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Electric trailer axle power is coming sooner than most people think.


We might have known that transmission specialist ZF wouldn’t leave the electric axle market to other European manufacturers. Its eTrailer system has been tested during 2021 and is now being implemented by RV maker, Thor Industries.



We’ve reported on the Huber/AL-KO joint project into auxiliary electric propulsion for motorhomes and caravans, and now ZF has entered the field.

Leading US-market RV manufacturer Thor Industries announced in late January 2022 that it had signed a binding memorandum of understanding with German auto supplier ZF.

The deal gives Thor companies exclusive rights to ZF’s eTrailer System in US-market travel-trailer RVs. 

An eTrailer van will be fitted with a lithium battery pack between the chassis rails and one or two eTrailer axles will be powered by that battery.



The powered van is thus able to assist performance of the towing vehicle and, when required, contribute a braking effect as it recharges its battery on downhill grades.

That assistance will maintain or possibly extend the nominal range of any towing vehicle. Adding a high-capacity battery and a compact drive system to a trailer eliminates one of the main obstacles to electric vehicles operating as towing vehicles: greatly reduced range. 

Other plusses are much more battery capacity to power the van when camped and self-driving capability, allowing easier parking and coupling.

The eTrailer communicates with the towing vehicle via a simple connector and, when separated, can be driven and steered independently in any direction, via a hand-held remote control.



In July 2021, a test demonstrated the eTrailer system’s potential when an eTrailer-equipped lightweight camper was towed by an Audi e-tron Sportback from Germany to Italy – over the Alps.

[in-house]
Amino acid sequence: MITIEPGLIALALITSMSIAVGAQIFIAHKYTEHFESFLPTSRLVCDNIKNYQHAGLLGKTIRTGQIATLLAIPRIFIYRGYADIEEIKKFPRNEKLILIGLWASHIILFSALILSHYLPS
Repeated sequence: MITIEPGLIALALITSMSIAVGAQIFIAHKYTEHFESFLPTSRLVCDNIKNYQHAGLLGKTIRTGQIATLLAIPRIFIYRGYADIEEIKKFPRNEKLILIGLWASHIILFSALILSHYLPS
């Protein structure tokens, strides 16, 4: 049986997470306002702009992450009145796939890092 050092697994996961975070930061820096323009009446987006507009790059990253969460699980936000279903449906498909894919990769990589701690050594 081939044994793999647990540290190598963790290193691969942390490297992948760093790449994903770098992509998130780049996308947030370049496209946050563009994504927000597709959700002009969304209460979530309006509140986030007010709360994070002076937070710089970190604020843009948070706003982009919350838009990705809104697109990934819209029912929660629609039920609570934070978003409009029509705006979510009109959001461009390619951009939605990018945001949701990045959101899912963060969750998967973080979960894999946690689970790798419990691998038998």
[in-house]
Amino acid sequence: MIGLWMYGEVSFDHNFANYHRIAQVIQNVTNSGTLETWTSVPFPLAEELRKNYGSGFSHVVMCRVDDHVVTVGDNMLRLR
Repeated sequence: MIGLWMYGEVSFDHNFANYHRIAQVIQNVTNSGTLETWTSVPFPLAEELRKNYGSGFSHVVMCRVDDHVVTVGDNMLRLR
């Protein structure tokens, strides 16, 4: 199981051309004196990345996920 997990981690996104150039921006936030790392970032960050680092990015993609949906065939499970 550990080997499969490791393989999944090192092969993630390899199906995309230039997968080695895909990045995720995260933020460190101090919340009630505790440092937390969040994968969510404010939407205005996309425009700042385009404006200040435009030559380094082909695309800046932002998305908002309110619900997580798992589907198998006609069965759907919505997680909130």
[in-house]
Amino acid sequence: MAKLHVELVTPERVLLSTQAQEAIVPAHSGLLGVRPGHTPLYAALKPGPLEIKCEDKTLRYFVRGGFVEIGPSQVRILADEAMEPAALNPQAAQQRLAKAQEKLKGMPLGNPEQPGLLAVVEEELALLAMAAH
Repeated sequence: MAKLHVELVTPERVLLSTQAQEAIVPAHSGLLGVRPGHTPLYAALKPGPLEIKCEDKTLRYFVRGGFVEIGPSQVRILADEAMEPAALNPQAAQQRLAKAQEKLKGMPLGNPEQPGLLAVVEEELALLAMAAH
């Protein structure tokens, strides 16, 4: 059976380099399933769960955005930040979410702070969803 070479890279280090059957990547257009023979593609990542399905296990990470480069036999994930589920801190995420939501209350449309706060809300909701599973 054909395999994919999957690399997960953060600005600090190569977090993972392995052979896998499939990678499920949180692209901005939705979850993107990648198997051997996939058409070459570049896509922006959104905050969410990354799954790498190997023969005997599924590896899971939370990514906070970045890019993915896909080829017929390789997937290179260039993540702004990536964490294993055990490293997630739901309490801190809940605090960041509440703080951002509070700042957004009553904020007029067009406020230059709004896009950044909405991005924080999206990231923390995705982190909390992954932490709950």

The Audi towed the eTrailer RV the full distance of 386km on a single charge and arrived at its destination with power still remaining in both the eTrailer battery and the e-tron battery. 

Incidentally, Audi’s stated range for the e-tron, without a trailer in tow and certainly not handling Alpine road gradients, is 393km. 

“Thor is thrilled to enter into this partnership with ZF, a global technology company enabling next generation mobility,” said Bob Martin, Thor president and chief executive officer. 

“The eTrailer system, which Thor, Erwin Hymer Group (EHG) and ZF have jointly developed over the last several years, is the only high-voltage solution available in the RV space.” 

Thor owns several US-market RV brands, including Keystone, Dutchmen and Jayco (USA), but the crown jewel in its brand portfolio is Airstream, or which Jayco Australia is a distributor. 

The aircraft-inspired, aluminium-skinned, ‘retro’ Airstream is the top-shelf model and the logical recipient of the initial eTrailer componentry.

If that proves to be true, we could see Jayco-imported Airstream eTrailer units Down Under.





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